The Importance of Speed

“High speed, low drag”

One of my favorite sayings and how I have always attempted to manage my teams and drive the elements of the business strategy I own and influence. Speed is often misunderstood and misapplied. Speed is not just about how fast you move… it’s timing, it’s frequency, it’s eliminating barriers and obstacles. It is adopting and maintaining a culture that encourages, nurtures and rewards speed. Speed is not a reckless and blind way to compete in complex markets. It’s strategic, deliberate and disciplined. It must become an instinct and a part of the DNA of an organization to have an impact.

So, how does an organization adopt a high speed, low drag mentality? By making informed decisions, in an efficient environment, driven by a clear strategy and an empowered team.

  • Data Culture: Having regular access to data (not perfect data – meaningful data)

We cannot hope to have every puzzle piece, but we need to have the important ones. “Just good enough” data is the name of the game. Identify what leading indicators drive performance, find a way to measure them, socialize the importance of that data, make it part of the fabric of the way your business is done, and track it.

Adapt and evolve the data as you get better. It should always be a moving target here. Having a data driven culture can drive your offense and help create efficiencies. It better connects you to your customers, your differentiators and your opportunities.

  • Process Minded: Having processes that are designed to save time and reduce errors

Processes should enhance the outcomes you are driving not add layers of work or complexity. They should save time and energy and simplify the ecosystem. If you’re processes are NOT accomplishing these things, you need to revisit them. Being innovative in process is as important as being innovative in what you sell (solutions design) or how you sell it (marketing). Think outside the box.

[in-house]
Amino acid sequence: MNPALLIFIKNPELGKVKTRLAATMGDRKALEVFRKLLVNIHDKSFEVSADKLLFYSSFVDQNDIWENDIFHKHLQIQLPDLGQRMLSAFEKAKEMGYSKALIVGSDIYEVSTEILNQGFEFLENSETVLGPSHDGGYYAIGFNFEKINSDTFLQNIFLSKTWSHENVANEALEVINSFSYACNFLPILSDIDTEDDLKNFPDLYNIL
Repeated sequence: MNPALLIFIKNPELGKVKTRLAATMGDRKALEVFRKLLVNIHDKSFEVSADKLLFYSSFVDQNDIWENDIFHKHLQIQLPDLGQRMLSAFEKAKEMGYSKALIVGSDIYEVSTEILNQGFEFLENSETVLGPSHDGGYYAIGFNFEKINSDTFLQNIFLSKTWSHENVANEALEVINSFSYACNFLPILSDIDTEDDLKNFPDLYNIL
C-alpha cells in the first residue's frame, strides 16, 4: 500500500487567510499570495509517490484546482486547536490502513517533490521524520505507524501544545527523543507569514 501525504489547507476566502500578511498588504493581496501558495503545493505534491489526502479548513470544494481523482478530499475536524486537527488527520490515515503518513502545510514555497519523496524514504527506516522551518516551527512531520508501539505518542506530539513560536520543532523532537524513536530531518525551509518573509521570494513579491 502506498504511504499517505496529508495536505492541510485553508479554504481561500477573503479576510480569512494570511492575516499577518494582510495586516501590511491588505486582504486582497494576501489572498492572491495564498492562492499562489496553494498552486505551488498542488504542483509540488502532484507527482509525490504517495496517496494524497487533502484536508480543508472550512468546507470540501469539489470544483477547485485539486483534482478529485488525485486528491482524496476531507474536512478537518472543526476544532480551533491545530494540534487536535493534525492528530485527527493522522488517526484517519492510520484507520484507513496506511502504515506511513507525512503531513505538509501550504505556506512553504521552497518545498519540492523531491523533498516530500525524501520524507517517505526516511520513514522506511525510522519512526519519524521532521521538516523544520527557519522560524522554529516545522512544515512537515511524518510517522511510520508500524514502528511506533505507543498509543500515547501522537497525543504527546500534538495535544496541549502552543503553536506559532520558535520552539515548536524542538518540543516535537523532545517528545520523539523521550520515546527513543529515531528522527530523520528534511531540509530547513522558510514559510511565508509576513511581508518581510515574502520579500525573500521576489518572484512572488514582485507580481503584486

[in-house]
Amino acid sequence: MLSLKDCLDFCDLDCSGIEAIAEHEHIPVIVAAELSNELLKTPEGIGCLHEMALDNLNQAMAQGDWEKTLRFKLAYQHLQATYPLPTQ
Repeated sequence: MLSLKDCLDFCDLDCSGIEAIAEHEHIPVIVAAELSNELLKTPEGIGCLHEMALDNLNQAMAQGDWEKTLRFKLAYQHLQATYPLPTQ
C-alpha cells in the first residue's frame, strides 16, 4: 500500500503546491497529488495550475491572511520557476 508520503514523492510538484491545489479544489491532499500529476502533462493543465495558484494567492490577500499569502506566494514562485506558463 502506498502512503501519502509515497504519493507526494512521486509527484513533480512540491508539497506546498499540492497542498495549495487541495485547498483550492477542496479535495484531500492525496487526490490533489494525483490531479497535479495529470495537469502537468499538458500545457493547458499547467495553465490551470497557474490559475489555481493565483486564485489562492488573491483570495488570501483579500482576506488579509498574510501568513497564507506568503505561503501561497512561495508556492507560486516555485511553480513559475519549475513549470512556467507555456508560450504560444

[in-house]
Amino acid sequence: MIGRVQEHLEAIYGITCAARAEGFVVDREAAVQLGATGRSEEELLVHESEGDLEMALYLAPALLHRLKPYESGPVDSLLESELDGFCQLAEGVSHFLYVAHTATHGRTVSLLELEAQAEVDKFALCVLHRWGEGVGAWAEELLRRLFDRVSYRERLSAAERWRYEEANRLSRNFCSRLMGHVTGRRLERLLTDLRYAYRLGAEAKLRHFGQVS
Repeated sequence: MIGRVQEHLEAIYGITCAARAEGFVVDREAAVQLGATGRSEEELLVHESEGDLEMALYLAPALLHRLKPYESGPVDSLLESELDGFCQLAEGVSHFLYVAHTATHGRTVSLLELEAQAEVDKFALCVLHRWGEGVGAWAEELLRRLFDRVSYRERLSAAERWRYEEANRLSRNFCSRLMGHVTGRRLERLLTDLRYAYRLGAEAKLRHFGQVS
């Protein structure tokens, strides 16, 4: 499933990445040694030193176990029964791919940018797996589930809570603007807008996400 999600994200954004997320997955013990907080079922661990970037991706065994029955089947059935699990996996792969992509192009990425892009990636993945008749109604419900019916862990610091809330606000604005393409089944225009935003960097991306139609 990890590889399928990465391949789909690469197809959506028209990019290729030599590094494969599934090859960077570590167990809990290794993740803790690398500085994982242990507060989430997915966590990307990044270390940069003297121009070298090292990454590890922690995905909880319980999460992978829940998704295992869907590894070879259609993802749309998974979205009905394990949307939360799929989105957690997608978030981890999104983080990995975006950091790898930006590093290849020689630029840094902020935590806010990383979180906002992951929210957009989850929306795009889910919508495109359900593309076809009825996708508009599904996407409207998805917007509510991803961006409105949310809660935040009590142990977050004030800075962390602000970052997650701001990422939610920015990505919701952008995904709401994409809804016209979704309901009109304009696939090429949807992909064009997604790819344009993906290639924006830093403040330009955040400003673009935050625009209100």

• Clarity and Communication: Clear vision and frequent communication

It is difficult for employees to get on board with a strategy when they don’t know what the master plan is supposed to be. Communicate the why, the how and the what of the strategy. Make sure people understand where they fit into that vision and regularly communicate how the strategy is unfolding. If there are risks we are trying to avoid or opportunities we are trying to capture, make sure that is clear. Employee engagement is tied to how closely they see themselves making an impact. Communication and vision clear the pathway.

  • Make it Everyone’s Responsibility: Empowering employees from the bottom up

Empower employees at every level of the organization to make decisions to amplify a positive customer experience and reduce decision making time for individuals farther up the chain. This is a time saver for the business, is an engagement tool for employees, and should amplify the customer experience. This can act as a differentiator from your competitors as well.

Speed can act as a way to outwork and outthink your competition. From leveraging data to know more that matters sooner, to disciplined process management companies can accelerate in the most meaningful places faster. Speed can enable a better customer experience by eliminating wasted decision making time at every level allowing well-informed and empowered employees to operate on behalf of the customer strategy at every step.

It’s not enough to be the fastest… it’s about striving to be the best. Making the right decisions at the right time with the right information.

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